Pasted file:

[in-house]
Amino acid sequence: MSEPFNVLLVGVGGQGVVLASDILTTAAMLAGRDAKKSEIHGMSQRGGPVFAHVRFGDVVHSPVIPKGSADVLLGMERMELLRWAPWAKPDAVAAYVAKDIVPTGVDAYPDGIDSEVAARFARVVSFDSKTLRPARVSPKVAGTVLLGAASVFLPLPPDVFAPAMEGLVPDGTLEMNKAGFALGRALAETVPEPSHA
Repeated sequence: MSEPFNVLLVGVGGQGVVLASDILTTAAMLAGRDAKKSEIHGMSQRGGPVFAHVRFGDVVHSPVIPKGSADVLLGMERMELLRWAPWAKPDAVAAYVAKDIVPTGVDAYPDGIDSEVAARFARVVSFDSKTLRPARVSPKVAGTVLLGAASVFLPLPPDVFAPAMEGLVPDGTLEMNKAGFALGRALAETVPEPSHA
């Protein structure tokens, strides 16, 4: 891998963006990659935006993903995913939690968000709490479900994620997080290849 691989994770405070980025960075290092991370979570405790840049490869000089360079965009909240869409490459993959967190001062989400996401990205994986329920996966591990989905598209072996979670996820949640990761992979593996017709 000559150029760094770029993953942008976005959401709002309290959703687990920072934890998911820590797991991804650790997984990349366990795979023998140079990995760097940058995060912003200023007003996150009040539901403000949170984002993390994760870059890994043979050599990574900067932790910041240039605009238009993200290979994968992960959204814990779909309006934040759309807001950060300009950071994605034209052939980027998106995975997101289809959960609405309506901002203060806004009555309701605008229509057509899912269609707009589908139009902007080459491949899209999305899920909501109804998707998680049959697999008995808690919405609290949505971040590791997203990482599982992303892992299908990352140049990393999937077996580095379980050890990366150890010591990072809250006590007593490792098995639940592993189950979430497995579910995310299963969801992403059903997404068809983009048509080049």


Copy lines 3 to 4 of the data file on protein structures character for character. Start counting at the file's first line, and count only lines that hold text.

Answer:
Repeated sequence: MSEPFNVLLVGVGGQGVVLASDILTTAAMLAGRDAKKSEIHGMSQRGGPVFAHVRFGDVVHSPVIPKGSADVLLGMERMELLRWAPWAKPDAVAAYVAKDIVPTGVDAYPDGIDSEVAARFARVVSFDSKTLRPARVSPKVAGTVLLGAASVFLPLPPDVFAPAMEGLVPDGTLEMNKAGFALGRALAETVPEPSHA
């Protein structure tokens, strides 16, 4: 891998963006990659935006993903995913939690968000709490479900994620997080290849 691989994770405070980025960075290092991370979570405790840049490869000089360079965009909240869409490459993959967190001062989400996401990205994986329920996966591990989905598209072996979670996820949640990761992979593996017709 000559150029760094770029993953942008976005959401709002309290959703687990920072934890998911820590797991991804650790997984990349366990795979023998140079990995760097940058995060912003200023007003996150009040539901403000949170984002993390994760870059890994043979050599990574900067932790910041240039605009238009993200290979994968992960959204814990779909309006934040759309807001950060300009950071994605034209052939980027998106995975997101289809959960609405309506901002203060806004009555309701605008229509057509899912269609707009589908139009902007080459491949899209999305899920909501109804998707998680049959697999008995808690919405609290949505971040590791997203990482599982992303892992299908990352140049990393999937077996580095379980050890990366150890010591990072809250006590007593490792098995639940592993189950979430497995579910995310299963969801992403059903997404068809983009048509080049």